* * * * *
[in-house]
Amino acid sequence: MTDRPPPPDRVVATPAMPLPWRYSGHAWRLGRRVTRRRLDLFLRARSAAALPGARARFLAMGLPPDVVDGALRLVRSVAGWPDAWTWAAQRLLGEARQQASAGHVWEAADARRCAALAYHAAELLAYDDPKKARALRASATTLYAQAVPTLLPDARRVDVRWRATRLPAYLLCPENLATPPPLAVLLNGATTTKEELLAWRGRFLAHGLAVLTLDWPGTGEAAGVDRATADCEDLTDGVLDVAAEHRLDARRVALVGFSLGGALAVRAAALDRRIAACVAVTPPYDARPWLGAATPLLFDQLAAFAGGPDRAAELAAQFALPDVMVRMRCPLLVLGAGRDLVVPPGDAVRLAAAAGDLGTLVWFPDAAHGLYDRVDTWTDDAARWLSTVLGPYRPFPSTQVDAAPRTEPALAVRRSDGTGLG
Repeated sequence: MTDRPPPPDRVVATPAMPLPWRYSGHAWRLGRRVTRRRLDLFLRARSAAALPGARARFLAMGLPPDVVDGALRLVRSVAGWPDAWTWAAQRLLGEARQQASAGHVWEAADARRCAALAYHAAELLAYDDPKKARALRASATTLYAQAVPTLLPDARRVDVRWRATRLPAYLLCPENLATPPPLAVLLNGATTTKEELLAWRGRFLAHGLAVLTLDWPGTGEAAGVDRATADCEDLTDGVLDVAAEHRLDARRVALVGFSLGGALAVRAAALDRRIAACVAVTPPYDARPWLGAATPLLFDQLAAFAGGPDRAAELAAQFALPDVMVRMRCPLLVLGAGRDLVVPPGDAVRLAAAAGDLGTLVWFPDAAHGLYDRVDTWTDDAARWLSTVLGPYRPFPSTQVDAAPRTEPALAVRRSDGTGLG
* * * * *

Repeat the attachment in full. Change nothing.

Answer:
[in-house]
Amino acid sequence: MTDRPPPPDRVVATPAMPLPWRYSGHAWRLGRRVTRRRLDLFLRARSAAALPGARARFLAMGLPPDVVDGALRLVRSVAGWPDAWTWAAQRLLGEARQQASAGHVWEAADARRCAALAYHAAELLAYDDPKKARALRASATTLYAQAVPTLLPDARRVDVRWRATRLPAYLLCPENLATPPPLAVLLNGATTTKEELLAWRGRFLAHGLAVLTLDWPGTGEAAGVDRATADCEDLTDGVLDVAAEHRLDARRVALVGFSLGGALAVRAAALDRRIAACVAVTPPYDARPWLGAATPLLFDQLAAFAGGPDRAAELAAQFALPDVMVRMRCPLLVLGAGRDLVVPPGDAVRLAAAAGDLGTLVWFPDAAHGLYDRVDTWTDDAARWLSTVLGPYRPFPSTQVDAAPRTEPALAVRRSDGTGLG
Repeated sequence: MTDRPPPPDRVVATPAMPLPWRYSGHAWRLGRRVTRRRLDLFLRARSAAALPGARARFLAMGLPPDVVDGALRLVRSVAGWPDAWTWAAQRLLGEARQQASAGHVWEAADARRCAALAYHAAELLAYDDPKKARALRASATTLYAQAVPTLLPDARRVDVRWRATRLPAYLLCPENLATPPPLAVLLNGATTTKEELLAWRGRFLAHGLAVLTLDWPGTGEAAGVDRATADCEDLTDGVLDVAAEHRLDARRVALVGFSLGGALAVRAAALDRRIAACVAVTPPYDARPWLGAATPLLFDQLAAFAGGPDRAAELAAQFALPDVMVRMRCPLLVLGAGRDLVVPPGDAVRLAAAAGDLGTLVWFPDAAHGLYDRVDTWTDDAARWLSTVLGPYRPFPSTQVDAAPRTEPALAVRRSDGTGLG